The other offering has been built more covertly, and has kept not only the application functionality but a lot of the other ways of working too. The problem we’re having in trying to set the core design principles is that using this suite means there is more than one way of doing everything, quite often a lot more than one way. Furthermore, then isn’t anything that is consistent over the whole suite, so we cannot choose one way forward without compromising somewhere.

Kick in my recent systemic inquiry course …. Bang! …. Isn’t this a “wicked mess”? …. Bang! …. Don’t we have co-evolutionary entities with conflicting views?

Ok, so I can’t get the various software modules to come together around the table and become critically aware of each other’s worldviews. But I can spot that the relationships between the various modules and the business constraints that using the various methods for integration bring about. I can also work out the analog of an appreciative system for each module (how it came to be what it is and do what it does in the way it does), so can start to build a rich picture of the design tradeoffs in both technical & business terms. And I can use all of these to arrive at design alternatives with an understanding of the impact of each (I’m being ethical!)

So, Ray, I apologise for taking your well-crafted “soft” subject and making it much “harder” to use in a technology context but I’d say that is learning, wouldn’t you?

Strategy Development as a Critical Social Learning System

If you’ve managed to read the title of this post and still get to this point, well done! If you feel you need to know more, then suffice to say that in another life as an OU student, I am studying Systemic Inquiry. Where I struggle with this, other than finding that as an OU student you can’t go to the student union every night and get the worse for wear on cheap Yugoslavian wine (why, oh why, did I ever drink that stuff?), is in trying to put what I learn into the context of my day-to-day life in strategy formulation.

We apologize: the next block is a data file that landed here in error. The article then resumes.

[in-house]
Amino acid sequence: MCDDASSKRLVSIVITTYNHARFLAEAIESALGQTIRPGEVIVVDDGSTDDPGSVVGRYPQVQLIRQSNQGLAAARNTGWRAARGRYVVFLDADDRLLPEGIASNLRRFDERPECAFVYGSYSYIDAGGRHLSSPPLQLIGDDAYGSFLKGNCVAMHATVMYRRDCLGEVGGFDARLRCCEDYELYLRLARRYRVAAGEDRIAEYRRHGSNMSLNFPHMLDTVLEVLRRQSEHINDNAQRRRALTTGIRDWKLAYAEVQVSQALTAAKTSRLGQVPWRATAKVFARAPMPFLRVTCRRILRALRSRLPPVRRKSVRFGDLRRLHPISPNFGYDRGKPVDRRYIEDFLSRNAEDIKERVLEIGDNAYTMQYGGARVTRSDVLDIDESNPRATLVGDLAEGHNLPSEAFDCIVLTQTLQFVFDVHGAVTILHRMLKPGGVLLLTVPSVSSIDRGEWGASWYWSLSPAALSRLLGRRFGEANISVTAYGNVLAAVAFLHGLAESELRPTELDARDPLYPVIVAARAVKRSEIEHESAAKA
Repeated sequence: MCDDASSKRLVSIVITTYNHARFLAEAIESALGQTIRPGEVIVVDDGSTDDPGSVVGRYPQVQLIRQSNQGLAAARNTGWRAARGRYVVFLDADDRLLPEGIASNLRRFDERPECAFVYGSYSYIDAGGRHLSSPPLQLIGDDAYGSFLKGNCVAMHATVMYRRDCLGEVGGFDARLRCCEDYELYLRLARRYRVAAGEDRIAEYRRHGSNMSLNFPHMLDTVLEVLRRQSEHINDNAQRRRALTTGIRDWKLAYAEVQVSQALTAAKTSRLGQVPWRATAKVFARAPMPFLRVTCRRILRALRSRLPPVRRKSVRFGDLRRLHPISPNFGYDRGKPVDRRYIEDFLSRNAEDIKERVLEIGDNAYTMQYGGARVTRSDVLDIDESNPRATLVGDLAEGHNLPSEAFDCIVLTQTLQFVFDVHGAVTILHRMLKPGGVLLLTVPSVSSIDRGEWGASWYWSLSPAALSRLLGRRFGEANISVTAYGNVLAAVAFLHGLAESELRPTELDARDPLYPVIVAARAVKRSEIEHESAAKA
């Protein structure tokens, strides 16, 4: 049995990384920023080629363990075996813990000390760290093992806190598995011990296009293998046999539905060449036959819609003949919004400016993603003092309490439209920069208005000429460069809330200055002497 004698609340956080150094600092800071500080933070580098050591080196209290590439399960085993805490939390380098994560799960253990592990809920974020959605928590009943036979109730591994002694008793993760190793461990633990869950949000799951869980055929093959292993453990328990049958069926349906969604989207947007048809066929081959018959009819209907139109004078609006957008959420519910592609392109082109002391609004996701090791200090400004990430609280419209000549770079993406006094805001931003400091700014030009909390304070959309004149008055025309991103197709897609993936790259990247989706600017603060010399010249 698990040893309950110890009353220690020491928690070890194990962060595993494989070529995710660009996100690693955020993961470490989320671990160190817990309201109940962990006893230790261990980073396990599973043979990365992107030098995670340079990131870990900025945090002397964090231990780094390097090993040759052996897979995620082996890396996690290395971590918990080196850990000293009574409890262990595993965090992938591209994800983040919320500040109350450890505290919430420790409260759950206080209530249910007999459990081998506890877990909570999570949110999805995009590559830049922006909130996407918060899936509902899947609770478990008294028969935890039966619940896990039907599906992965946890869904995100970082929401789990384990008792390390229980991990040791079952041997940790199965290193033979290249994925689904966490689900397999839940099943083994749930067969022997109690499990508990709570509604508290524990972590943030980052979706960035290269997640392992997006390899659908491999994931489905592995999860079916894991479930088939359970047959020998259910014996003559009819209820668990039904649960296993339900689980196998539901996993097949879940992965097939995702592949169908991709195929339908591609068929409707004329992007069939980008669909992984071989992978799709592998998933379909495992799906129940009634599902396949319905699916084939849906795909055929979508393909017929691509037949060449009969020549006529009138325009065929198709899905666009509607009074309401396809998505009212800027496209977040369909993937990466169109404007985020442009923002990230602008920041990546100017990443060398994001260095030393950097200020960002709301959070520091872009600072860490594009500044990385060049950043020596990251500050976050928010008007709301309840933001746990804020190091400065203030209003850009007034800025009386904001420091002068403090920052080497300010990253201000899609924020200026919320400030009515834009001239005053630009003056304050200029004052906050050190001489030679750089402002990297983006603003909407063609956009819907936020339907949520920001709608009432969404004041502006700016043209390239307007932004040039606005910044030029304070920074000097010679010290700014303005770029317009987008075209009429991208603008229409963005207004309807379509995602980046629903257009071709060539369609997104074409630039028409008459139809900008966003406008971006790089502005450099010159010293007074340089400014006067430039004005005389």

At this moment I’m studying about Critical Social Learning Systems and Communities of Practice. The big case in Critical Social Learning Systems goes back to Australian agricultural issues arising around Hawkesbury in the 1970s, but I’m more interested in the application in IT & business strategy where I suggest we could actually learn a lot.

Probably best if I try & say what a Critical Social Learning System (“CSLS”) is? Well, I’d actually describe it as a way that we all work together to develop our surroundings (I was going to say “environment” but I mean a wider sense than just eco-stuff); and in doing so we learn about ourselves & the changes we’re making so that we keep moving towards a mutually better world in which build up an understanding of how things interoperate & depend on each other. “Hmmmmm..?” as Greg Pfister would say, and “What has this to do with IT Strategy?” which, to be honest, he probably wouldn’t say.

Whilst CSLS is probably most suited to larger, social, situations, I think there are some key tenets that I could take here & suggest we should use when working on IT strategic development: